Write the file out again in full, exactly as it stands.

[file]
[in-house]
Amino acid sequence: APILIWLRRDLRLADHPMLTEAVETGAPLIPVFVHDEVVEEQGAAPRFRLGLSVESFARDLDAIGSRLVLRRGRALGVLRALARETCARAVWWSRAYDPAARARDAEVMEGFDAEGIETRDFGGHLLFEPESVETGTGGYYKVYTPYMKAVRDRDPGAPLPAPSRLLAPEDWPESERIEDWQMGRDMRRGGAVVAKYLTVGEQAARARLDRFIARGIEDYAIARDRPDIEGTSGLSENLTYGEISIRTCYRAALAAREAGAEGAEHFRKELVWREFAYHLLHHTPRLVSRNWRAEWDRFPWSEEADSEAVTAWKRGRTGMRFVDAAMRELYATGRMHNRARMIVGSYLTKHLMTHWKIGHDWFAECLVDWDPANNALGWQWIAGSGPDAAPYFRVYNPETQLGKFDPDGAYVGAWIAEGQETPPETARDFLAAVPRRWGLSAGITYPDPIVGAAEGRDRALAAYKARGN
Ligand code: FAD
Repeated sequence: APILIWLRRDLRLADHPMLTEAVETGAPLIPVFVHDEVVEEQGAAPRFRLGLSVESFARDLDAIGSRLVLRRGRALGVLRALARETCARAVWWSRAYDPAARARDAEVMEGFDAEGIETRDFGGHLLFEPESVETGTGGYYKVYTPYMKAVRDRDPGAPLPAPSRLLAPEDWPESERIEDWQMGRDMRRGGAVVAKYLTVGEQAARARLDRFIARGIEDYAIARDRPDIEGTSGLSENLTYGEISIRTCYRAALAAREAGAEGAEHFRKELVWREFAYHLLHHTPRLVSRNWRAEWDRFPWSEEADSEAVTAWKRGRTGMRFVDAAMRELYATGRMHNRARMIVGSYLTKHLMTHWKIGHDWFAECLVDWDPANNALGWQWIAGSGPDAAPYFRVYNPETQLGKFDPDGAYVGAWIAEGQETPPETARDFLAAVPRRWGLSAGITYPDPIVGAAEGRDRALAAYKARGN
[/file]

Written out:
[in-house]
Amino acid sequence: APILIWLRRDLRLADHPMLTEAVETGAPLIPVFVHDEVVEEQGAAPRFRLGLSVESFARDLDAIGSRLVLRRGRALGVLRALARETCARAVWWSRAYDPAARARDAEVMEGFDAEGIETRDFGGHLLFEPESVETGTGGYYKVYTPYMKAVRDRDPGAPLPAPSRLLAPEDWPESERIEDWQMGRDMRRGGAVVAKYLTVGEQAARARLDRFIARGIEDYAIARDRPDIEGTSGLSENLTYGEISIRTCYRAALAAREAGAEGAEHFRKELVWREFAYHLLHHTPRLVSRNWRAEWDRFPWSEEADSEAVTAWKRGRTGMRFVDAAMRELYATGRMHNRARMIVGSYLTKHLMTHWKIGHDWFAECLVDWDPANNALGWQWIAGSGPDAAPYFRVYNPETQLGKFDPDGAYVGAWIAEGQETPPETARDFLAAVPRRWGLSAGITYPDPIVGAAEGRDRALAAYKARGN
Ligand code: FAD
Repeated sequence: APILIWLRRDLRLADHPMLTEAVETGAPLIPVFVHDEVVEEQGAAPRFRLGLSVESFARDLDAIGSRLVLRRGRALGVLRALARETCARAVWWSRAYDPAARARDAEVMEGFDAEGIETRDFGGHLLFEPESVETGTGGYYKVYTPYMKAVRDRDPGAPLPAPSRLLAPEDWPESERIEDWQMGRDMRRGGAVVAKYLTVGEQAARARLDRFIARGIEDYAIARDRPDIEGTSGLSENLTYGEISIRTCYRAALAAREAGAEGAEHFRKELVWREFAYHLLHHTPRLVSRNWRAEWDRFPWSEEADSEAVTAWKRGRTGMRFVDAAMRELYATGRMHNRARMIVGSYLTKHLMTHWKIGHDWFAECLVDWDPANNALGWQWIAGSGPDAAPYFRVYNPETQLGKFDPDGAYVGAWIAEGQETPPETARDFLAAVPRRWGLSAGITYPDPIVGAAEGRDRALAAYKARGN